(2) Frequency-dependent auto-pooling, FAP function is actually an improved version of soft-max pooling, which introduces a learnable parameter vector αk=[αk(1),αk(2),αk(f)]TIRF×1 as weighting coefficients for the kth class. FAP treats αk as a free vector that can be learned during training. The expression of FAP is:

$$ \hat{y}_{k} ={\sum\nolimits}_{t,f} \hat{M}_{k}(t,f) \cdot \\ \frac{\text{exp}\left(\alpha_{k}(f) \cdot \hat{M}_{k}(t,f)\right)}{{\sum\nolimits}_{t,f} \text{exp}\left(\alpha_{k}(f) \cdot \hat{M}_{k}(t,f)\right) }, $$

where αk(f) is the weight of the fth frequency band. Note that the frequency-varying αk(f) is shared among all frames in each frequency band.

We now show the relationship between the proposed FAP and several well-known pooling functions. The proposed FAP function can be treated as an extension of AP proposed in [22]. FAP is specifically used for 2D data like spectrograms, so the prior information of frequency distribution for event classes can be considered during aggregation. That is, FAP can focus on the crucial frequency bands adaptively by learning the vectors. Additionally, FAP reduces to GMP, soft-max pooling, and GAP when αk(f)→,αk(f)=1, and αk(f)=0, respectively.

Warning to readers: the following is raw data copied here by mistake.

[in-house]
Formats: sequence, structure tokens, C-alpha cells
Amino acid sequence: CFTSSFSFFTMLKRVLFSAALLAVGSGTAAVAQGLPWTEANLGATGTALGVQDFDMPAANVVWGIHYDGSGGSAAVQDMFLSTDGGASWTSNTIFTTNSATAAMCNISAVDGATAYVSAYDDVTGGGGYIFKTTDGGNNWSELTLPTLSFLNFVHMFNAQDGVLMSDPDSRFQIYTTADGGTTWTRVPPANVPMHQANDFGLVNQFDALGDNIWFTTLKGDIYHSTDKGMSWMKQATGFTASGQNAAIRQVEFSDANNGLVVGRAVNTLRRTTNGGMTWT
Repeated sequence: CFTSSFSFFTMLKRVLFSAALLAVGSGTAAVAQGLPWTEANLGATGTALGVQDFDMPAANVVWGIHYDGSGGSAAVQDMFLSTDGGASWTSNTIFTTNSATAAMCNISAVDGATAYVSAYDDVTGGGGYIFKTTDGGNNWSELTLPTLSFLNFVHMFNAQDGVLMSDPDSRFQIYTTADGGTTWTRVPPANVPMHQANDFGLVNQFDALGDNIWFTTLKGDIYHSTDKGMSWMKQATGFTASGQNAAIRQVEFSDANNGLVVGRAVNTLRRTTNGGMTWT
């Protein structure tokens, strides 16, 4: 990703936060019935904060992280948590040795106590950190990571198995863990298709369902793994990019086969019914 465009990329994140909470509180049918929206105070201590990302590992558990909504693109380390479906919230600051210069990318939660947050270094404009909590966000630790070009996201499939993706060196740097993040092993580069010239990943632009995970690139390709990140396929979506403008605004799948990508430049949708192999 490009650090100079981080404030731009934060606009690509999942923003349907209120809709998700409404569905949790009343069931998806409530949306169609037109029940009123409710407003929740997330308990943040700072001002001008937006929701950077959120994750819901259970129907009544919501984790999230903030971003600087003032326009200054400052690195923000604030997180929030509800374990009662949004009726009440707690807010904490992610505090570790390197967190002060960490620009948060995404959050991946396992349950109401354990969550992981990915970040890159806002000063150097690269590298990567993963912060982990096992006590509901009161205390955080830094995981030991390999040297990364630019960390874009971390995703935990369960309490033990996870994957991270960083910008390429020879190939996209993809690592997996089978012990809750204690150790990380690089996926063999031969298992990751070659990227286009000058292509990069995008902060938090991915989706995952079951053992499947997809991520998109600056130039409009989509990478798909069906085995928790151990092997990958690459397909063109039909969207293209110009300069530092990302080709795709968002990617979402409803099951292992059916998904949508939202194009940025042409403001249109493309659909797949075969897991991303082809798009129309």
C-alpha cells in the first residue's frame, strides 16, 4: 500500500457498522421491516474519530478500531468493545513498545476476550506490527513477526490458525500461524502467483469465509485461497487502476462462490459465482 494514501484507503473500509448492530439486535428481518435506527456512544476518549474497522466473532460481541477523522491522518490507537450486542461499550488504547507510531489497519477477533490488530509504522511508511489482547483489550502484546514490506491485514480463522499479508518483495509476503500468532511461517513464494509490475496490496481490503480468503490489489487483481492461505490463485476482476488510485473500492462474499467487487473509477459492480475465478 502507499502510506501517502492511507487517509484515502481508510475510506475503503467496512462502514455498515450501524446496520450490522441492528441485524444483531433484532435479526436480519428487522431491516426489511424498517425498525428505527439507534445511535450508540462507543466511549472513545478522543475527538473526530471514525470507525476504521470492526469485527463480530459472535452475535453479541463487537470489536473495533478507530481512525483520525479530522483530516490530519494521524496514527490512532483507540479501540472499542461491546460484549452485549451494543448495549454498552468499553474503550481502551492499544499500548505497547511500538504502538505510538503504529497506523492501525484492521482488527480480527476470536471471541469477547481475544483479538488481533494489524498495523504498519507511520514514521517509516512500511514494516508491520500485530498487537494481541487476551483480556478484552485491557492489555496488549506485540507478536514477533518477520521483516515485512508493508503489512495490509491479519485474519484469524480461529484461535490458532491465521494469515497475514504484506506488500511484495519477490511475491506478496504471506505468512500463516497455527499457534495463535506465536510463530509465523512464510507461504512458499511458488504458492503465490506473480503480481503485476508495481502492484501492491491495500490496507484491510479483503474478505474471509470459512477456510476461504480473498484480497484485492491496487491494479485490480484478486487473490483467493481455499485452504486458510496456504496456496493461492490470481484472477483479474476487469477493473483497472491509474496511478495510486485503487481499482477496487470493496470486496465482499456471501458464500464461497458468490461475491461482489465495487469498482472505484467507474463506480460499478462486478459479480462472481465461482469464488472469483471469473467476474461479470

A word on the bound of the parameter αk(f) is appropriate here. For αk(f)<0, FAP is similar to min-pooling, and hence, T-F bins with smaller values attract much more attention, which is not desired. On the other hand, for αk(f)→, FAP simplifies to GMP which may result in the gradient explosion problem. We thus propose to set the parameter αk(f) to 0<αk(f)<αmax, where αmax is a predefined constant. In this paper, αmax=10 is empirically chosen and achieves a satisfactory performance.

3 Experimental results

3.1 Data preparation

We utilize the audio clips of DCASE 2018 Task 1 dataset as background noises which are recorded in 10 scenes such as metro station and shopping mall. For the sound events, 3710 manually verified clips that include 41 categories are obtained from DCASE 2018 Task 2. These events involve various human activities, household events, instrument events, etc. All of the audio clips are sampled at 32 kHz. More details on the preparation of data are shown in Table 2. We fix the duration of every sound events to 2 s which is same as [24] to make sure that the generated clips are non-overlapping. To be specific, the events shorter than 2 s are padded with zeros to 2 s. For the events longer than 2 s, we extract the first 2 s of them as training data and remove the other parts of the recording. Three randomly selected events are mixed with the background noise without any overlapping at 0-dB SNR. The onsets of events are 0.5 s, 3 s, and 5.5 s, respectively. Thus, we can ensure that the impact of overlapping can be avoided, which will help us to focus on the weakly labeled task first. We synthesize 8000 audio clips and divide them into 4 cross-validation folds.